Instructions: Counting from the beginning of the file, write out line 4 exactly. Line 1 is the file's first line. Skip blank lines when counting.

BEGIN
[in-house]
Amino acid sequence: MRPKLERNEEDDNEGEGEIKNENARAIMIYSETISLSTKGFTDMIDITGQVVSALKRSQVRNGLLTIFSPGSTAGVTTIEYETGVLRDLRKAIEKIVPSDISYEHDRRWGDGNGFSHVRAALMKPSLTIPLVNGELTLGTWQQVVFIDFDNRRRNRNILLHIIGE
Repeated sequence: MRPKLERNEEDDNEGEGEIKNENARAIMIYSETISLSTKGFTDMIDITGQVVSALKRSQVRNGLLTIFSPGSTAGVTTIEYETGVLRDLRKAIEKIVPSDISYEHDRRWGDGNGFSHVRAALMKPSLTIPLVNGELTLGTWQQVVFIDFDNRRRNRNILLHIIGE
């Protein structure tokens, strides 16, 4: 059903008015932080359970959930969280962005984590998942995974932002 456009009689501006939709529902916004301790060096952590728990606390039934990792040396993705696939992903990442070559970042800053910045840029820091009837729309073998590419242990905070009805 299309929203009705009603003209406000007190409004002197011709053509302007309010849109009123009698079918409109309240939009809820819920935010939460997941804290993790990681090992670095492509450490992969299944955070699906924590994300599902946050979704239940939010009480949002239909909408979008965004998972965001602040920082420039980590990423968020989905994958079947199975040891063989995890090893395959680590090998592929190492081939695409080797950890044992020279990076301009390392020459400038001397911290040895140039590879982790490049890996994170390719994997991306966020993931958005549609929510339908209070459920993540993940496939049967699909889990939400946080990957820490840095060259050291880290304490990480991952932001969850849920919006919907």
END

């Protein structure tokens, strides 16, 4: 059903008015932080359970959930969280962005984590998942995974932002 456009009689501006939709529902916004301790060096952590728990606390039934990792040396993705696939992903990442070559970042800053910045840029820091009837729309073998590419242990905070009805 299309929203009705009603003209406000007190409004002197011709053509302007309010849109009123009698079918409109309240939009809820819920935010939460997941804290993790990681090992670095492509450490992969299944955070699906924590994300599902946050979704239940939010009480949002239909909408979008965004998972965001602040920082420039980590990423968020989905994958079947199975040891063989995890090893395959680590090998592929190492081939695409080797950890044992020279990076301009390392020459400038001397911290040895140039590879982790490049890996994170390719994997991306966020993931958005549609929510339908209070459920993540993940496939049967699909889990939400946080990957820490840095060259050291880290304490990480991952932001969850849920919006919907």